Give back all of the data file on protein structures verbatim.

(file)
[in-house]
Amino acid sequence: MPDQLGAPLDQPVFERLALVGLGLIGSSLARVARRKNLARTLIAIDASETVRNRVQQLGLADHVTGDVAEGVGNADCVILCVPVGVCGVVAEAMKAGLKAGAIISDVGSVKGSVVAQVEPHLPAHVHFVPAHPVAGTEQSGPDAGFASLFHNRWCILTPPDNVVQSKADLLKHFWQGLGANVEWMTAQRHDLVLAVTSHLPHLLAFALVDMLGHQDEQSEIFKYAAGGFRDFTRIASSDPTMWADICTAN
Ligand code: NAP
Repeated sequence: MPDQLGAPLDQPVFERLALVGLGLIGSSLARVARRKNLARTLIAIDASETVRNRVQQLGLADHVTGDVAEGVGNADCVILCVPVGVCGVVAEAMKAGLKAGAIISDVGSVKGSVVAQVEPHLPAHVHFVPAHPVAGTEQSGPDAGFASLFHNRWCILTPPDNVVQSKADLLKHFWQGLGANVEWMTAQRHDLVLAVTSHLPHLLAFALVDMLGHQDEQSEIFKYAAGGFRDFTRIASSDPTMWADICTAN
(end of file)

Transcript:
[in-house]
Amino acid sequence: MPDQLGAPLDQPVFERLALVGLGLIGSSLARVARRKNLARTLIAIDASETVRNRVQQLGLADHVTGDVAEGVGNADCVILCVPVGVCGVVAEAMKAGLKAGAIISDVGSVKGSVVAQVEPHLPAHVHFVPAHPVAGTEQSGPDAGFASLFHNRWCILTPPDNVVQSKADLLKHFWQGLGANVEWMTAQRHDLVLAVTSHLPHLLAFALVDMLGHQDEQSEIFKYAAGGFRDFTRIASSDPTMWADICTAN
Ligand code: NAP
Repeated sequence: MPDQLGAPLDQPVFERLALVGLGLIGSSLARVARRKNLARTLIAIDASETVRNRVQQLGLADHVTGDVAEGVGNADCVILCVPVGVCGVVAEAMKAGLKAGAIISDVGSVKGSVVAQVEPHLPAHVHFVPAHPVAGTEQSGPDAGFASLFHNRWCILTPPDNVVQSKADLLKHFWQGLGANVEWMTAQRHDLVLAVTSHLPHLLAFALVDMLGHQDEQSEIFKYAAGGFRDFTRIASSDPTMWADICTAN